Jay Patrick, 53-year resident and 20-year city councilor, jokes about moving to Terrebonne in the mid-1960s after his father retired from the Quantico Marine Corps Base in Virginia.
“I spent most of first grade at the Terrebonne grade school,” he said. “They thought I had some type of problem speaking because of my southern accent!”
For those who know Patrick this story is particularly poignant because, starting in eighth grade, Jay began suffering from a illness called dystonia which, to this day, leaves him with a slight speech impediment and altered gait.
Dystonia is a neurological movement disorder in which sustained or repetitive muscle contractions result in twisting and repetitive movements or abnormal fixed postures.
Often intensified or exacerbated by physical activity, this was particularly troublesome for the athletic young man.
“I first noticed problems when I was trying to shoot (basketball) free throws,” Patrick recalled. “My wrist just wouldn’t bend the way it normally did.”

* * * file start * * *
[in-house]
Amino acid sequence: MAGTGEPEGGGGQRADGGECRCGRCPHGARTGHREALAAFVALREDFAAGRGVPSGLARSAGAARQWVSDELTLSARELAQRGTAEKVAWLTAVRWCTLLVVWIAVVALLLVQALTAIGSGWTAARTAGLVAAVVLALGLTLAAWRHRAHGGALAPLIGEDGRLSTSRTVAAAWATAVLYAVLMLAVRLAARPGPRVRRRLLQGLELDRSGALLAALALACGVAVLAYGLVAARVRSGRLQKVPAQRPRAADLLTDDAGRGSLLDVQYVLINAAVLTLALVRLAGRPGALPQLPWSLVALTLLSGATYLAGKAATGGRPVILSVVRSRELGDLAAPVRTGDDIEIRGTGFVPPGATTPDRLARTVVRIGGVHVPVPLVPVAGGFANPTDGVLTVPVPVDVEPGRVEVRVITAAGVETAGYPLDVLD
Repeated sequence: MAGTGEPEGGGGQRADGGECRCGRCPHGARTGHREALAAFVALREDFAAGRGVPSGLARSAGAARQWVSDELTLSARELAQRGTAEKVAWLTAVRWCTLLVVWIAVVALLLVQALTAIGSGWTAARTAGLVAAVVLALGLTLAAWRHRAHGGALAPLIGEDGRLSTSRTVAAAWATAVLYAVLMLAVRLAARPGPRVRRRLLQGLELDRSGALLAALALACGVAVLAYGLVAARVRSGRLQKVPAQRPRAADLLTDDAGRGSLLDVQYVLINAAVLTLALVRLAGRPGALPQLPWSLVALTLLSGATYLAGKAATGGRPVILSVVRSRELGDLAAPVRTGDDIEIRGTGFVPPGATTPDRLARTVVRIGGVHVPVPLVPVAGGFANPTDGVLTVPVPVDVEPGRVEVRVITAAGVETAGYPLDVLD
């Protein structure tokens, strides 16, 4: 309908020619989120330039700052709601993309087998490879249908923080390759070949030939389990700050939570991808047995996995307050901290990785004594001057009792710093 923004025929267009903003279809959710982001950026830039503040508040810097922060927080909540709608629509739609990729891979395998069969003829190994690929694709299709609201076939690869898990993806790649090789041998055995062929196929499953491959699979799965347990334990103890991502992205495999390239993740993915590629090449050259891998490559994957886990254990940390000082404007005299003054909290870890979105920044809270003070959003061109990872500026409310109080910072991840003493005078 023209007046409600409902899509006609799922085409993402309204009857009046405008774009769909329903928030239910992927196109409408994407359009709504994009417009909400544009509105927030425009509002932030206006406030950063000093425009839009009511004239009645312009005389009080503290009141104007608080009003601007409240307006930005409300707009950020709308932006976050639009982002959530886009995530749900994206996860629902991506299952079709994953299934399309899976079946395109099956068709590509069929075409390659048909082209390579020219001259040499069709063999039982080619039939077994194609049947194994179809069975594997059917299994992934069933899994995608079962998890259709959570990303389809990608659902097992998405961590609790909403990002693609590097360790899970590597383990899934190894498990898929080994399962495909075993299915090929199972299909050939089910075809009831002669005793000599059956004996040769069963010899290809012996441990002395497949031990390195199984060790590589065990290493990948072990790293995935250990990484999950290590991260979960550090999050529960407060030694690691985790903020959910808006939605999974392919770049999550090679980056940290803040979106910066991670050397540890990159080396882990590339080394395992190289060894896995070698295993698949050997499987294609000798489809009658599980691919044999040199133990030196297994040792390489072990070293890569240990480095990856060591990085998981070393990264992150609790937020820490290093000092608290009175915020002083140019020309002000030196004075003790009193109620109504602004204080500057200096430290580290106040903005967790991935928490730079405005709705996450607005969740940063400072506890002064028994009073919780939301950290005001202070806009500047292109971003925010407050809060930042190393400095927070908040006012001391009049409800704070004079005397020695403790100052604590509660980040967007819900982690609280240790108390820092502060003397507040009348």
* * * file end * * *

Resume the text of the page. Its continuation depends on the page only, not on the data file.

By the ninth grade, the condition progressed to a point where Patrick even had trouble walking.
Thankfully, a local physician, and doctors in Portland, correctly diagnosed the illness and, with a huge outpouring of community support and funding, Patrick traveled to New York in 1974 for two brain surgeries that successfully alleviated many of the symptoms.
During his three-year recovery Patrick was unable to play the sports he so loved. But he didn’t let his medical condition slow him down. He poured his energies into student government and was elected class president of his eighth, ninth, 10th and 11th-grade classes.
“That kept me going in a lane that I could travel in because I couldn’t really do sports,” he said.